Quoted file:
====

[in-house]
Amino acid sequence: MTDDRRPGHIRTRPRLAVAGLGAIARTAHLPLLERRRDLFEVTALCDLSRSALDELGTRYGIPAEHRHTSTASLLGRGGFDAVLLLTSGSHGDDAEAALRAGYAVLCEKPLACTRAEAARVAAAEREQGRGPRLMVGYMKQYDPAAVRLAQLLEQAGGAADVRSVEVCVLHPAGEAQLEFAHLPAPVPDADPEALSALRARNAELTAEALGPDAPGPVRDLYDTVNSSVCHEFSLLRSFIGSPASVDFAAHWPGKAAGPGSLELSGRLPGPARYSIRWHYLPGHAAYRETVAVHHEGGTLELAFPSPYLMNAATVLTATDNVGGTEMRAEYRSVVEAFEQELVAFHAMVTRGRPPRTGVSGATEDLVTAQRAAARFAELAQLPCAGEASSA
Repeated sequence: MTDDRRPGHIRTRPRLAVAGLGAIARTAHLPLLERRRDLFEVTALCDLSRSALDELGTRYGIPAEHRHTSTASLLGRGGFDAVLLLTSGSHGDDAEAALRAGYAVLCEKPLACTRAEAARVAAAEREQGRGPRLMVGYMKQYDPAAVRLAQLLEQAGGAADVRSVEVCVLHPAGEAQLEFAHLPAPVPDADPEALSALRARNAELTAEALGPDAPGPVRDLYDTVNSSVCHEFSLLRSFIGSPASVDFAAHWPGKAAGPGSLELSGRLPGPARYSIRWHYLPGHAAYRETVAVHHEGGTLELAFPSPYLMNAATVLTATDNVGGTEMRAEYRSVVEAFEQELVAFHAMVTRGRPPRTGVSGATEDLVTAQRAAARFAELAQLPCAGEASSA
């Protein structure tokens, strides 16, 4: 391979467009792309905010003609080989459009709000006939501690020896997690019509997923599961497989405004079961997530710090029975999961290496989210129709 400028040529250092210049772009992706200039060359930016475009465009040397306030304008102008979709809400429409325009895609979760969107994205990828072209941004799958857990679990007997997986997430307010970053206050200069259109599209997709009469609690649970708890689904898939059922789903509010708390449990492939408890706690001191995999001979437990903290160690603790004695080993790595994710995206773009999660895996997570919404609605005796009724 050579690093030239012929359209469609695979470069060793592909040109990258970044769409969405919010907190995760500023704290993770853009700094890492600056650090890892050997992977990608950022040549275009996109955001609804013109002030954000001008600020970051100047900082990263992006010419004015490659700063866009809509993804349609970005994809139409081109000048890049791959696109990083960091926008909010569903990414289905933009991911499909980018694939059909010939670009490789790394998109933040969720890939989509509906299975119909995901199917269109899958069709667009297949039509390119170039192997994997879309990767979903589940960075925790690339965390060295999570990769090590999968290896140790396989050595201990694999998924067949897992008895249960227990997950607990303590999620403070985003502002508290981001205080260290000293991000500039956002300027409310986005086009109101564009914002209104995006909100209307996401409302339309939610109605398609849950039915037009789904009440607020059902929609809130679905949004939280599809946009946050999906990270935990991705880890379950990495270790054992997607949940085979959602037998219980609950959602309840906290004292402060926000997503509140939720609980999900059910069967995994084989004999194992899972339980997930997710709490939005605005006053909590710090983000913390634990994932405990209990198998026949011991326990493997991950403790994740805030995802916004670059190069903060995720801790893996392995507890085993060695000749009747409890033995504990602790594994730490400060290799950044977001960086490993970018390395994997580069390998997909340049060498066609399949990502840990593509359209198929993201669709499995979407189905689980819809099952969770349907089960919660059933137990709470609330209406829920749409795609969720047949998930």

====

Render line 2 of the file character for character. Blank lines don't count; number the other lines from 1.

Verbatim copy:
Amino acid sequence: MTDDRRPGHIRTRPRLAVAGLGAIARTAHLPLLERRRDLFEVTALCDLSRSALDELGTRYGIPAEHRHTSTASLLGRGGFDAVLLLTSGSHGDDAEAALRAGYAVLCEKPLACTRAEAARVAAAEREQGRGPRLMVGYMKQYDPAAVRLAQLLEQAGGAADVRSVEVCVLHPAGEAQLEFAHLPAPVPDADPEALSALRARNAELTAEALGPDAPGPVRDLYDTVNSSVCHEFSLLRSFIGSPASVDFAAHWPGKAAGPGSLELSGRLPGPARYSIRWHYLPGHAAYRETVAVHHEGGTLELAFPSPYLMNAATVLTATDNVGGTEMRAEYRSVVEAFEQELVAFHAMVTRGRPPRTGVSGATEDLVTAQRAAARFAELAQLPCAGEASSA